I've never been fond of the word 'user'? It lacks the caring qualities of a much more appropriate word, customer, and even evokes images of substance abuse.
On making this point, I'm asked what I'd call people benefitting from a service or application without handing over their hard-earned. Well, customers of course. In such situations they're simply paying with a different currency, such as their personal data and/or attention, which the supplier of the service does its utmost to monetize.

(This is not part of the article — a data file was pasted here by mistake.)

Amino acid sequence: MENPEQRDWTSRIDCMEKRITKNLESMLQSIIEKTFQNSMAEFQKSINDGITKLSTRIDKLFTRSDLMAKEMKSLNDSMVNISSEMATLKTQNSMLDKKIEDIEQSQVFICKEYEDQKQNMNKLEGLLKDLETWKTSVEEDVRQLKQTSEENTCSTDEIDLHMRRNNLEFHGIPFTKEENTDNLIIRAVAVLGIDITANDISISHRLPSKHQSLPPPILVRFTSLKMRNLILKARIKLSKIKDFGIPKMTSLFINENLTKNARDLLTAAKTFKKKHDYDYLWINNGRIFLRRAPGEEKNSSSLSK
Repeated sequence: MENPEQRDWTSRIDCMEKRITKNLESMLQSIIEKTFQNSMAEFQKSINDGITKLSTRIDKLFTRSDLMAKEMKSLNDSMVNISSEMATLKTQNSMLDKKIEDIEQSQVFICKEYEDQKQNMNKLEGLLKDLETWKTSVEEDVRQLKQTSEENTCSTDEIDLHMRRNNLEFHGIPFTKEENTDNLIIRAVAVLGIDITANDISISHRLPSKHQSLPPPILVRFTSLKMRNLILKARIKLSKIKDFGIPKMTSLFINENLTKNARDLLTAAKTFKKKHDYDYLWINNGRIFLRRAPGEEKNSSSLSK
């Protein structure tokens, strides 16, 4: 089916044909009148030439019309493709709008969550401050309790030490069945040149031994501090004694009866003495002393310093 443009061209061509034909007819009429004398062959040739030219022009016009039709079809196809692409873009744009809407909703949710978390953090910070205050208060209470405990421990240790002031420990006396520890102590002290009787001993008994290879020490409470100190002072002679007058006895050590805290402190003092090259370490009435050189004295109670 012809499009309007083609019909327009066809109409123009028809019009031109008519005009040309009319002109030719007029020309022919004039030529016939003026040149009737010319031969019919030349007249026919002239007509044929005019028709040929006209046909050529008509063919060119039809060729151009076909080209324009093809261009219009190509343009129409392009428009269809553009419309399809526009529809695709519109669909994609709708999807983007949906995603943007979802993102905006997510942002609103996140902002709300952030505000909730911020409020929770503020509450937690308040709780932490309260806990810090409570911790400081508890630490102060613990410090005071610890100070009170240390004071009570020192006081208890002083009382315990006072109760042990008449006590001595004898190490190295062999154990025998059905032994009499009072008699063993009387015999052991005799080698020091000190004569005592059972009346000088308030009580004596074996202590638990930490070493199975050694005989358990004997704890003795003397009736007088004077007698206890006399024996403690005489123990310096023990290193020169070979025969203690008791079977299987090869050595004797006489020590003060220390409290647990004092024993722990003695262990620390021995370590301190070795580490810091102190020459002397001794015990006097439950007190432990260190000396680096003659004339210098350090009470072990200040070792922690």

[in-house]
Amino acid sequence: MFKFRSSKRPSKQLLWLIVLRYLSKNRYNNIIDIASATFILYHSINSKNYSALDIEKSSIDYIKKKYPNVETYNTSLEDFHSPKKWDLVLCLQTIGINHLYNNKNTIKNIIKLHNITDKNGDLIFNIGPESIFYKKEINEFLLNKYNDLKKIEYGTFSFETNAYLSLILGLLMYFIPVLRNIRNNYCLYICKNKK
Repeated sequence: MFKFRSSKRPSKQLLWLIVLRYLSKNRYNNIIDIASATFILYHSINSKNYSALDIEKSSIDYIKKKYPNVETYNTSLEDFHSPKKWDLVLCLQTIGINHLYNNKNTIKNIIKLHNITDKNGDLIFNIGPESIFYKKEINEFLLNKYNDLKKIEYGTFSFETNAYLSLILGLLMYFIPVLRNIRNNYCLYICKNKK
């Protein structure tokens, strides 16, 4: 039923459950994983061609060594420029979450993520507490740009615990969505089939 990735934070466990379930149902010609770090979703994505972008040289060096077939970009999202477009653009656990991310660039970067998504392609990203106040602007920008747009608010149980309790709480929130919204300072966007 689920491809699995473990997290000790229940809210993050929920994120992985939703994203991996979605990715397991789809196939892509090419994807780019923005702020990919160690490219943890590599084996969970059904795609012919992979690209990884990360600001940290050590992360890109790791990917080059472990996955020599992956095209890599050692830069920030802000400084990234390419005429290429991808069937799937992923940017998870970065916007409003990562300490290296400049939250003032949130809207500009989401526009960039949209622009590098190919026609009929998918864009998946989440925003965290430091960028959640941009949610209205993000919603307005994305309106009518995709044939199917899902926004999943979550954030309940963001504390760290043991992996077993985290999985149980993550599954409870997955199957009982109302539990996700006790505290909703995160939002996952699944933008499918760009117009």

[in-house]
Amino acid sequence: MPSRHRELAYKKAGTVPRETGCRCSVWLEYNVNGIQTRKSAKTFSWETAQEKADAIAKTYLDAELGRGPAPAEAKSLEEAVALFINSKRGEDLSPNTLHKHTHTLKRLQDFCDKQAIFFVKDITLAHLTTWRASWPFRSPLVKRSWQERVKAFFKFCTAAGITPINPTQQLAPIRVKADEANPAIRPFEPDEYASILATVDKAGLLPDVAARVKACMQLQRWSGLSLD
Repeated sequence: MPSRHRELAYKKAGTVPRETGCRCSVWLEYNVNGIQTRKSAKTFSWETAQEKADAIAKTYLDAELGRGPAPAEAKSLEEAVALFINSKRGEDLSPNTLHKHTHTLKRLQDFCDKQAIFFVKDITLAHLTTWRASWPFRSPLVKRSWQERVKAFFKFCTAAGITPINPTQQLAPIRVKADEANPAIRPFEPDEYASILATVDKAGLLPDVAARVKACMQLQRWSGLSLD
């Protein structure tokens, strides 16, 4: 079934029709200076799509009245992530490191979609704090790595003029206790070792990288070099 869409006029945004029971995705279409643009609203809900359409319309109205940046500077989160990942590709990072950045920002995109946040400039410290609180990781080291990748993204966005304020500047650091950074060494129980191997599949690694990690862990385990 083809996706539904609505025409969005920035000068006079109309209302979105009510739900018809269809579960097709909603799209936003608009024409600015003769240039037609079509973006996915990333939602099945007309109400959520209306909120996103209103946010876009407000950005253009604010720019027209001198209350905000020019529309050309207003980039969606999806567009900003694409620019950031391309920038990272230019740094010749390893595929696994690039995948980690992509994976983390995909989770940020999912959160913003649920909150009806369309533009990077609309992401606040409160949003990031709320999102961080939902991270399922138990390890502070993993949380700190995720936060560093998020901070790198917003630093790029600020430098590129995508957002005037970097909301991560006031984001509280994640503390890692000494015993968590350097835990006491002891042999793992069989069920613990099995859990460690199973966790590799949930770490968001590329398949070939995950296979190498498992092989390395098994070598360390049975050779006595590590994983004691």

But in one instance, I like that evocation of substance abuse. Of addiction. Of misuse.
Do allow me to explain and let's see if I've just been critical of you or a colleague. Please go easy on me if I have, my intentions are honourable.
I had the privilege of speaking with 150 Masters students at Imperial College London yesterday, taking their Technology in Marketing module. All marketing activity in 2012 is underpinned or impacted by technology, and thousands of tech vendors tempt us with thousands of marketing and PR applications, tools and services. And we buy them. Lots of them. The question is, are you a professional or a user?
What's the difference?